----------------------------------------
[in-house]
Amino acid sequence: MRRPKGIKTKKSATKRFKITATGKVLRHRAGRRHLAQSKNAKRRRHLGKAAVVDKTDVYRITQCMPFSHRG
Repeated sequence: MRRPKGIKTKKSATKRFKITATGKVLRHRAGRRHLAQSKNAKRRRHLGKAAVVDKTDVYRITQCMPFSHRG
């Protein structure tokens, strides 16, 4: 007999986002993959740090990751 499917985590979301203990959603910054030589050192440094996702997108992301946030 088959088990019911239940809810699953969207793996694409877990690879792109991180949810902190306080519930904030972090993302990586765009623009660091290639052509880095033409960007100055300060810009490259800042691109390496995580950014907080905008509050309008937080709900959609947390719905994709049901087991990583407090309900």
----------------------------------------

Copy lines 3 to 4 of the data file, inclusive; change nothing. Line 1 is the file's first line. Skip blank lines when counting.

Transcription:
Repeated sequence: MRRPKGIKTKKSATKRFKITATGKVLRHRAGRRHLAQSKNAKRRRHLGKAAVVDKTDVYRITQCMPFSHRG
């Protein structure tokens, strides 16, 4: 007999986002993959740090990751 499917985590979301203990959603910054030589050192440094996702997108992301946030 088959088990019911239940809810699953969207793996694409877990690879792109991180949810902190306080519930904030972090993302990586765009623009660091290639052509880095033409960007100055300060810009490259800042691109390496995580950014907080905008509050309008937080709900959609947390719905994709049901087991990583407090309900």